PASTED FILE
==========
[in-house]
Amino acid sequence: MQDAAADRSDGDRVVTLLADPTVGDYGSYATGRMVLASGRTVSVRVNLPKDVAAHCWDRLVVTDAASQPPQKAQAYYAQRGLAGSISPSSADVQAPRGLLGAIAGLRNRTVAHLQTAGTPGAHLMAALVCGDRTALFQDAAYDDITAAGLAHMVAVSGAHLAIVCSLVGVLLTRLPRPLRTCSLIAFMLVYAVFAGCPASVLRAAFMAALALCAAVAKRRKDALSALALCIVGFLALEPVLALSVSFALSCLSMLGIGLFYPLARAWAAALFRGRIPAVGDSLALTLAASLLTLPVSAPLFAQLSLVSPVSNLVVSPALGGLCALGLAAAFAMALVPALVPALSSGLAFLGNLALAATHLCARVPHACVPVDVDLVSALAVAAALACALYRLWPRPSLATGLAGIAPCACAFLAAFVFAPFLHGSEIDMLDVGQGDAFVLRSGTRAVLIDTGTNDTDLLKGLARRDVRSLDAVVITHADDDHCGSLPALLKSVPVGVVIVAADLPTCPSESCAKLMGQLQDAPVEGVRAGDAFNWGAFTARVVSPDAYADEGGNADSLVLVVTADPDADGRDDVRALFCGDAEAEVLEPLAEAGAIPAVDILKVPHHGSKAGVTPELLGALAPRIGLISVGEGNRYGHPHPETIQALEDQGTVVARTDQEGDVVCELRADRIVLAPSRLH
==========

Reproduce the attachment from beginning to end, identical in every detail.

[in-house]
Amino acid sequence: MQDAAADRSDGDRVVTLLADPTVGDYGSYATGRMVLASGRTVSVRVNLPKDVAAHCWDRLVVTDAASQPPQKAQAYYAQRGLAGSISPSSADVQAPRGLLGAIAGLRNRTVAHLQTAGTPGAHLMAALVCGDRTALFQDAAYDDITAAGLAHMVAVSGAHLAIVCSLVGVLLTRLPRPLRTCSLIAFMLVYAVFAGCPASVLRAAFMAALALCAAVAKRRKDALSALALCIVGFLALEPVLALSVSFALSCLSMLGIGLFYPLARAWAAALFRGRIPAVGDSLALTLAASLLTLPVSAPLFAQLSLVSPVSNLVVSPALGGLCALGLAAAFAMALVPALVPALSSGLAFLGNLALAATHLCARVPHACVPVDVDLVSALAVAAALACALYRLWPRPSLATGLAGIAPCACAFLAAFVFAPFLHGSEIDMLDVGQGDAFVLRSGTRAVLIDTGTNDTDLLKGLARRDVRSLDAVVITHADDDHCGSLPALLKSVPVGVVIVAADLPTCPSESCAKLMGQLQDAPVEGVRAGDAFNWGAFTARVVSPDAYADEGGNADSLVLVVTADPDADGRDDVRALFCGDAEAEVLEPLAEAGAIPAVDILKVPHHGSKAGVTPELLGALAPRIGLISVGEGNRYGHPHPETIQALEDQGTVVARTDQEGDVVCELRADRIVLAPSRLH